With Danny Trevathan’s injury, the “JACK” positon has become a need for the Bears. Trevathan’s injury is one that will likely not see him ever get back to the same player he was before the injury, no matter how patient the Bears are with it. Enter Jalen Reeves-Maybin. When watching his film, he immediately reminds me of Trevathan.
Reeves-Maybin is solid in coverage, very athletic and has excellent play recognition. He has every tool you could possibly want at the “JACK” position and should be able to step in right away. It is apparent that he is very smart and was the leader of that Tennessee defense. Reeves-Maybin was responsible for getting everyone lined up and on the same page, which should help him adjust quickly to a new system.
There are some things that he needs to work on though. Jalen Reeves-Maybin is a little undersized but still has a knack for disengaging from blockers to make plays. He has poor form when tackling but he is almost always in position to make a play. If Reeves-Maybin can clean that up at the next level, he should be a big-time playmaker on an improving Bears defense.
Round 7 – Pick No. 3 – 221st Overall: Channing Stribling – Cornerback – Michigan
With this draft being so deep at cornerback, it is no surprise that I was able to snag a player as talented as Channing Stribling in the seventh round. While not receiving the same fanfare as his teammate, Jourdan Lewis, Stribling has several traits that could turn him into an excellent NFL player.
Stribling is long and lean at 6’1” and 188 pounds with 31.5” arms, which is ideal size for a cornerback in today’s NFL. He has solid press-man skills and has a decent jam at the line of scrimmage. While lacking straight-line speed, he has an excellent burst to close on the route and stay in the receiver’s hip pocket. Despite his thin frame, he doesn’t shy away from contact and isn’t afraid to make a tackle.
There are some traits that you just can’t teach, and Stribling has several of these: size, length and the ability to turn his head around and track the ball in the air. This is what makes him such an exciting prospect. He will need some work, as he can get a little too physical down field, but he possesses some veteran hand-fighting abilities as the ball is in the air. These are skills that are difficult to teach and Stribling does them naturally.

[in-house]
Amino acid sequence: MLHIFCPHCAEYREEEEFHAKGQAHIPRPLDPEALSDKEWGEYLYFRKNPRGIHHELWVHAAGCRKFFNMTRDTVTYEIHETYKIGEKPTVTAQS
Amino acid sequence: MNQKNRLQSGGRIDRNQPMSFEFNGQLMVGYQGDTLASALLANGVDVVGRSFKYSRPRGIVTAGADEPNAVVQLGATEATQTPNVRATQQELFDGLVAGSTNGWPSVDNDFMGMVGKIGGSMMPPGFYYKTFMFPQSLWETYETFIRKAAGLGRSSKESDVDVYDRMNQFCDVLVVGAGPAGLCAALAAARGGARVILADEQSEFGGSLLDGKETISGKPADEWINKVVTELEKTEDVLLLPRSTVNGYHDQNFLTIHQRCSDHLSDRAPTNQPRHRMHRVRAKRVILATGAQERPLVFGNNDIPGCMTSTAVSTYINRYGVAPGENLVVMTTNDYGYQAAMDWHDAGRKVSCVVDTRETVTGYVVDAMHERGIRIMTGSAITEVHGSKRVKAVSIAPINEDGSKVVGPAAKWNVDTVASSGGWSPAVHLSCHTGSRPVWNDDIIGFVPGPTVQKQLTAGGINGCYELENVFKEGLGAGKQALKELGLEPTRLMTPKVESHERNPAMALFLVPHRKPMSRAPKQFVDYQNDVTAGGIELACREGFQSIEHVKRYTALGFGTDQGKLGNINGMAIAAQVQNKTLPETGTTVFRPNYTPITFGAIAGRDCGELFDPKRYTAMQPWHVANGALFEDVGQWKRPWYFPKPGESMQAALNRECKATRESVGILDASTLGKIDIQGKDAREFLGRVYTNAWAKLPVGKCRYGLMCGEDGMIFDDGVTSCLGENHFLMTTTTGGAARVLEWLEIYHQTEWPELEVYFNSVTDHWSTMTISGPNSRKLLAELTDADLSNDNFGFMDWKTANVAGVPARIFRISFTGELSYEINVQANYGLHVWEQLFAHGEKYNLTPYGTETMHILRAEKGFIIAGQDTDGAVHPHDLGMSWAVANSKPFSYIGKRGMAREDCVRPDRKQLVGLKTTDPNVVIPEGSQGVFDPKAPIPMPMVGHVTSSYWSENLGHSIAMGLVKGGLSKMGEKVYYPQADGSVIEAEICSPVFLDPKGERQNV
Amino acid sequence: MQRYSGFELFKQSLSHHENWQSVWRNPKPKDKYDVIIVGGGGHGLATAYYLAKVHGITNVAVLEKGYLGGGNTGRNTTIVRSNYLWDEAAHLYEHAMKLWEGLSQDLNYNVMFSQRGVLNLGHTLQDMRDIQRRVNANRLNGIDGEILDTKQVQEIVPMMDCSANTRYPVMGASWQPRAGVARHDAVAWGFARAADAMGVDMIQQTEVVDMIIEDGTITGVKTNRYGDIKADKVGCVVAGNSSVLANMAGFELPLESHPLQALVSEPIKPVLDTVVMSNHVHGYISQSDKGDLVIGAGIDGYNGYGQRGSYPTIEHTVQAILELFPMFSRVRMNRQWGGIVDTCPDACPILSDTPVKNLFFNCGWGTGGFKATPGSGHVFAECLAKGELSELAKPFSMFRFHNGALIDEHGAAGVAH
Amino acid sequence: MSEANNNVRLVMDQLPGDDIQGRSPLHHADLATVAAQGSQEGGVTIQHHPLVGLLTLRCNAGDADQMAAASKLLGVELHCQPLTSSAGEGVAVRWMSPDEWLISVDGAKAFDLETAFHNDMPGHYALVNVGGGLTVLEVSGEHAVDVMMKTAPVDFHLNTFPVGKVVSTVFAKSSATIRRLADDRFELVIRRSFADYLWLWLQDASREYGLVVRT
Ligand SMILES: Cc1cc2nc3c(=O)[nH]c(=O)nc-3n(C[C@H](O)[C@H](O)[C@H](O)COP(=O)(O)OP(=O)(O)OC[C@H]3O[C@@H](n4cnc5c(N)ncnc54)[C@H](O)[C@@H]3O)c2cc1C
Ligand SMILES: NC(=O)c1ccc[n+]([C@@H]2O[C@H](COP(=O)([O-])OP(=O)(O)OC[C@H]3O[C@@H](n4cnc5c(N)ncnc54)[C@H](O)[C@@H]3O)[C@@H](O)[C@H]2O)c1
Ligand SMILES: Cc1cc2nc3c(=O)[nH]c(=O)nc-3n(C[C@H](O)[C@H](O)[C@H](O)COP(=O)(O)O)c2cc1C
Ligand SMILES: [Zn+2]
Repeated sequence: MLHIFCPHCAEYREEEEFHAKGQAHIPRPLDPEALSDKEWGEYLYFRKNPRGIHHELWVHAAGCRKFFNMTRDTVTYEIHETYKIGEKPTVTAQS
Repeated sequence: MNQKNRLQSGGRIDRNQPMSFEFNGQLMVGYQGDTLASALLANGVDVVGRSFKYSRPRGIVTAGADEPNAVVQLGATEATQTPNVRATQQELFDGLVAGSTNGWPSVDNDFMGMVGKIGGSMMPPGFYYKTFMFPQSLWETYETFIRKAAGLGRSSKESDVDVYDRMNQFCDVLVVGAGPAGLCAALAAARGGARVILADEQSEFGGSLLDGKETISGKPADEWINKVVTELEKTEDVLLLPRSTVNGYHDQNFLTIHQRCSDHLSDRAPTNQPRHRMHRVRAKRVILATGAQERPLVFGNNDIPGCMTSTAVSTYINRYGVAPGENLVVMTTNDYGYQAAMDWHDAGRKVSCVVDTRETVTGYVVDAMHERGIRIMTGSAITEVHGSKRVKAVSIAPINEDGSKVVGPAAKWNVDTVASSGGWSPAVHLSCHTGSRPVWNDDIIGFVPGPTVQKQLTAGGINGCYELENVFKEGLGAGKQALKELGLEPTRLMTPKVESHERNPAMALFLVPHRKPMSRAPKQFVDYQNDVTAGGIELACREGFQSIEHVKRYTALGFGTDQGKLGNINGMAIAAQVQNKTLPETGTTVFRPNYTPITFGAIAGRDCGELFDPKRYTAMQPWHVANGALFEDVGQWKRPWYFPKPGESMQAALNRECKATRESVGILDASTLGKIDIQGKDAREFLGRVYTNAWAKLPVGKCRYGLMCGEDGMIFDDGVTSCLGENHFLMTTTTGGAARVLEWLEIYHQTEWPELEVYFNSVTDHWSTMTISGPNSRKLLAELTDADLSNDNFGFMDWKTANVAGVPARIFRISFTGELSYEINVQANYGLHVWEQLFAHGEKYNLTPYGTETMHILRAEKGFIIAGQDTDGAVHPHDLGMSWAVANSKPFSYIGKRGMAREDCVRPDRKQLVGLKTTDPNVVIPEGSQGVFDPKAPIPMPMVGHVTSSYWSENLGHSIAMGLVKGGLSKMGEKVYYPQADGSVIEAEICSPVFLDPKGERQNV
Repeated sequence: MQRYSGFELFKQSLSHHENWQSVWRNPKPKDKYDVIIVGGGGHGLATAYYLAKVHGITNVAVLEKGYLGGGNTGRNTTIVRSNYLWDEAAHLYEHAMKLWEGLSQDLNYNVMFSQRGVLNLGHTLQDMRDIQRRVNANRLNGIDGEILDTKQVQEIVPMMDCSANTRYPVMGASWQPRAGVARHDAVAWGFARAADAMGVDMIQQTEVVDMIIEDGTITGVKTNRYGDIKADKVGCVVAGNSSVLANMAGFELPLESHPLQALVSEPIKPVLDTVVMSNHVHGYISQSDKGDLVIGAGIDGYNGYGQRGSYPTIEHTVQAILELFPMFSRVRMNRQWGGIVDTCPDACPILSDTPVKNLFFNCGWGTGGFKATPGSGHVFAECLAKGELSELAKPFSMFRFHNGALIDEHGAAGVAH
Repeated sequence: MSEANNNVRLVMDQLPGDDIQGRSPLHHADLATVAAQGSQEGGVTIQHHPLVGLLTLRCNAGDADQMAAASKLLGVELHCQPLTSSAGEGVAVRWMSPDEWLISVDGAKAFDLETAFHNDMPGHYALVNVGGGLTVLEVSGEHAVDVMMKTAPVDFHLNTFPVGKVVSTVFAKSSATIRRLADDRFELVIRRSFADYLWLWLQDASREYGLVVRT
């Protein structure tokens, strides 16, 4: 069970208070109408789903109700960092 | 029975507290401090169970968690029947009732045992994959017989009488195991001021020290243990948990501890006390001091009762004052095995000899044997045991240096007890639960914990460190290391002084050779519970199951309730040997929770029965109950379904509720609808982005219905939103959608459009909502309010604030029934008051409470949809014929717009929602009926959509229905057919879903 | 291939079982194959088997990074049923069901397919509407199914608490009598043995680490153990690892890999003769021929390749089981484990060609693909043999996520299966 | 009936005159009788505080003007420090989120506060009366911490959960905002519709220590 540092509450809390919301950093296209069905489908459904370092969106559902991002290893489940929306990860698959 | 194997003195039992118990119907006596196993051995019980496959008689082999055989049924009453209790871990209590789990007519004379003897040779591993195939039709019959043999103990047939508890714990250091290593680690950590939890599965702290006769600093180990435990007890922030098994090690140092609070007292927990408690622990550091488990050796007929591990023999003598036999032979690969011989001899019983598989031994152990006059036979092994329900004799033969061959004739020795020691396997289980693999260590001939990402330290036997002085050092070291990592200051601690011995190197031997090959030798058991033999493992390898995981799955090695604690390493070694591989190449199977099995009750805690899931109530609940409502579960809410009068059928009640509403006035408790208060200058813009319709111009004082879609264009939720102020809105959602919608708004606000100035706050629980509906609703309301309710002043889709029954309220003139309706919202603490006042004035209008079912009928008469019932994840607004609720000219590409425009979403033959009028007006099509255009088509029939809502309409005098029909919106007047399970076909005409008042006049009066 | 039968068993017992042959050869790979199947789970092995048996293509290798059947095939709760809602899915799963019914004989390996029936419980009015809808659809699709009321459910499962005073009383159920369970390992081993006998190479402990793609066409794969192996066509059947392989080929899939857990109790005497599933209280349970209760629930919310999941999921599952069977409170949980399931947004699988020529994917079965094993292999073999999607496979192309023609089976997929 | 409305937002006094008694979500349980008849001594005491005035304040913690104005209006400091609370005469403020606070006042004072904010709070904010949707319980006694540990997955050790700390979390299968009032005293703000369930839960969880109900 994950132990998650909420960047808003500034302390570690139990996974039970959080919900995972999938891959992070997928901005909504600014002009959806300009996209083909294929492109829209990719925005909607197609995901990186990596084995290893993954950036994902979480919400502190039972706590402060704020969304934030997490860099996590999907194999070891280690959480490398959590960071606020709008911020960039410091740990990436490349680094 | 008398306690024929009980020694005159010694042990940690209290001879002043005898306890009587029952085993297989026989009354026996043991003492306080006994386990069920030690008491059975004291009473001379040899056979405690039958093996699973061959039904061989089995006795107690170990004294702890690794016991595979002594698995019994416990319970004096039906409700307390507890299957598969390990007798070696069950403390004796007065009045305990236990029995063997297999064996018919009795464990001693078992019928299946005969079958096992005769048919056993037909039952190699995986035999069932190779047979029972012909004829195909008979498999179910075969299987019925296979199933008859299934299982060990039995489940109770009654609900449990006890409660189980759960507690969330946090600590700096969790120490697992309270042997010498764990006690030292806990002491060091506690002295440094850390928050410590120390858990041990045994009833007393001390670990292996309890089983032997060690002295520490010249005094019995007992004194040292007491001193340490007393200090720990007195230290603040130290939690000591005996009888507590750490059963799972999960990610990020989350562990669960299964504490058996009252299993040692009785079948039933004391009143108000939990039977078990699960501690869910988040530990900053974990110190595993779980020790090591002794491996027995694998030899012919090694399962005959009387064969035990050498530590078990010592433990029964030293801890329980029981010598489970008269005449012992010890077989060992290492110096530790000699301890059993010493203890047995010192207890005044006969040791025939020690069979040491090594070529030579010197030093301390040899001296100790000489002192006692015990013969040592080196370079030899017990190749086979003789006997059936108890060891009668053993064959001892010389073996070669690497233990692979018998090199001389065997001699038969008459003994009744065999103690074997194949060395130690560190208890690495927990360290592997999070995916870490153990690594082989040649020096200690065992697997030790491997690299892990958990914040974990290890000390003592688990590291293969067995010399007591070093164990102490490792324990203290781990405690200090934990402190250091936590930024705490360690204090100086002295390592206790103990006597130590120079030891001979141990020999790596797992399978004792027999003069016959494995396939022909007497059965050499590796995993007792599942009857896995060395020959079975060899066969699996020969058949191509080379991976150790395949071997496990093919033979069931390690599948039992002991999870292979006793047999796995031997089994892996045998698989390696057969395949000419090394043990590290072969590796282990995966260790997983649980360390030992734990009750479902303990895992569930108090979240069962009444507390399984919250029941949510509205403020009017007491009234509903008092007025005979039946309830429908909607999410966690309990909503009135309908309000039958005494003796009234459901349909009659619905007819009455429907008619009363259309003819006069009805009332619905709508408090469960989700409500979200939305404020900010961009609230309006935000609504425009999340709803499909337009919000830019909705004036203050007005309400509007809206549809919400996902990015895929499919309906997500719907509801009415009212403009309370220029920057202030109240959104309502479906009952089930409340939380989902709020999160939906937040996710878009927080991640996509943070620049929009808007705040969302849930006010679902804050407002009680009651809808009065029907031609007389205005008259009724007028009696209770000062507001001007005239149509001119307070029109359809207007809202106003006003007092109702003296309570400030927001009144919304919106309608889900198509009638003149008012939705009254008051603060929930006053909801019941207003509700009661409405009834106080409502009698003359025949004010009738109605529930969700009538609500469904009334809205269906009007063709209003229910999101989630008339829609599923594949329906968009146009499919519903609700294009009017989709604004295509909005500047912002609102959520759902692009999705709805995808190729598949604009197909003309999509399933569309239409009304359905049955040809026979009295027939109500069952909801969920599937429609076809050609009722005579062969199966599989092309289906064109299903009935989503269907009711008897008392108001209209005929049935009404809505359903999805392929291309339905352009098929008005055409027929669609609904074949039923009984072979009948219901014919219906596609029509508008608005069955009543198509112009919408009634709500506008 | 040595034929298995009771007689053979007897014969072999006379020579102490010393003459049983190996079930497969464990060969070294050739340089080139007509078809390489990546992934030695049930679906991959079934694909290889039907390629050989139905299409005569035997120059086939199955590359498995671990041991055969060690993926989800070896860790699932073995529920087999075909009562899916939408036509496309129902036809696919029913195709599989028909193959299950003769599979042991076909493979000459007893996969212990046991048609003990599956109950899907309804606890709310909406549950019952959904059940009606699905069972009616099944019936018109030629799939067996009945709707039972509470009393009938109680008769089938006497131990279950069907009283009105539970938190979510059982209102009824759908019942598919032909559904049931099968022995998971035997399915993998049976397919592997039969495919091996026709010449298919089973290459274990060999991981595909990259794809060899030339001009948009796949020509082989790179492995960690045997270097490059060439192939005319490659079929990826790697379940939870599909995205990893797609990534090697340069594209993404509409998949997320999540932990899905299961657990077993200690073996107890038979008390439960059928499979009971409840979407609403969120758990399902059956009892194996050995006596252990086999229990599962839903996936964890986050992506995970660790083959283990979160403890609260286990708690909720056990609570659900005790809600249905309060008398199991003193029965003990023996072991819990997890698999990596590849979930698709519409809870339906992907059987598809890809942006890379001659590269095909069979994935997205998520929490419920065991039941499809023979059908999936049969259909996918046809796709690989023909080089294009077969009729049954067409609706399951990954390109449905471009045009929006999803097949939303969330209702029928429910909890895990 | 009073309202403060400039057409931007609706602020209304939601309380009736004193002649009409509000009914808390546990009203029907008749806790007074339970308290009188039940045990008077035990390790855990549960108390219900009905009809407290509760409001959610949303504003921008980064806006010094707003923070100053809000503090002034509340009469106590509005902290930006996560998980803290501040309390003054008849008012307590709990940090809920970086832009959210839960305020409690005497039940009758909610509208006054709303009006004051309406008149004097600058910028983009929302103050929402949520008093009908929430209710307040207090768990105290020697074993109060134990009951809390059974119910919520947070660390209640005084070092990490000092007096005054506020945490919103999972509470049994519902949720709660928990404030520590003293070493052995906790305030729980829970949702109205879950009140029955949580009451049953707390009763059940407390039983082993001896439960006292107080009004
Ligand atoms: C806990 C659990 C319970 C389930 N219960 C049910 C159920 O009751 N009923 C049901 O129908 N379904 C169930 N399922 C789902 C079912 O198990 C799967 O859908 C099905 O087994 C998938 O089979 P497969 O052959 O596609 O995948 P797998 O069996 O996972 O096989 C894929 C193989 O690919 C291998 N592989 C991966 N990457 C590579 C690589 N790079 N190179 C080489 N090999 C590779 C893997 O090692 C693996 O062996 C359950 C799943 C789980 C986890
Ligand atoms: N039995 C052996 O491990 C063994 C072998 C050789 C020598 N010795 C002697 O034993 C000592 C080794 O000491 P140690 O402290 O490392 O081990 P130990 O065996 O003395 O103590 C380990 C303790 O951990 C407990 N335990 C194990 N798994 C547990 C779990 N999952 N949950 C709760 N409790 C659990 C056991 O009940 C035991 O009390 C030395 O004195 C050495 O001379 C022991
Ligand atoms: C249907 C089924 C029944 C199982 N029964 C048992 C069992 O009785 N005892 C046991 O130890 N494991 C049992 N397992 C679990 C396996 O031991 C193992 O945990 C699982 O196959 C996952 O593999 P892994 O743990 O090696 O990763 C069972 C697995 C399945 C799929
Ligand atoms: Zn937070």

If Channing Stribling gets the chance to work with a superior coach like Ed Donatell, his ceiling is enormous. He has all the traits and ball skills to develop into a top-tier cornerback in the NFL. Should he continue to receive the type of coaching he needs at the next level, I see no reason why he can’t develop into a very good player.
Thank you all for reading, I have really enjoyed being able to share my thoughts with you all. Hopefully some of you have gone out and studied a few of the players that I have taken in these mock drafts to judge for yourselves. The best part of this for me is finding players that I have never heard of before and being able to see what the hype is for others.
It makes you appreciate just how much work goes into these mocks from big name, professional writers to the weekend warrior blog poster. It takes time to study these players on film and be able to form an opinion based on traits and projections. I urge everyone to find film on players that they are interested in watching so they can see just what a player has to offer, you might just be surprised at what you find.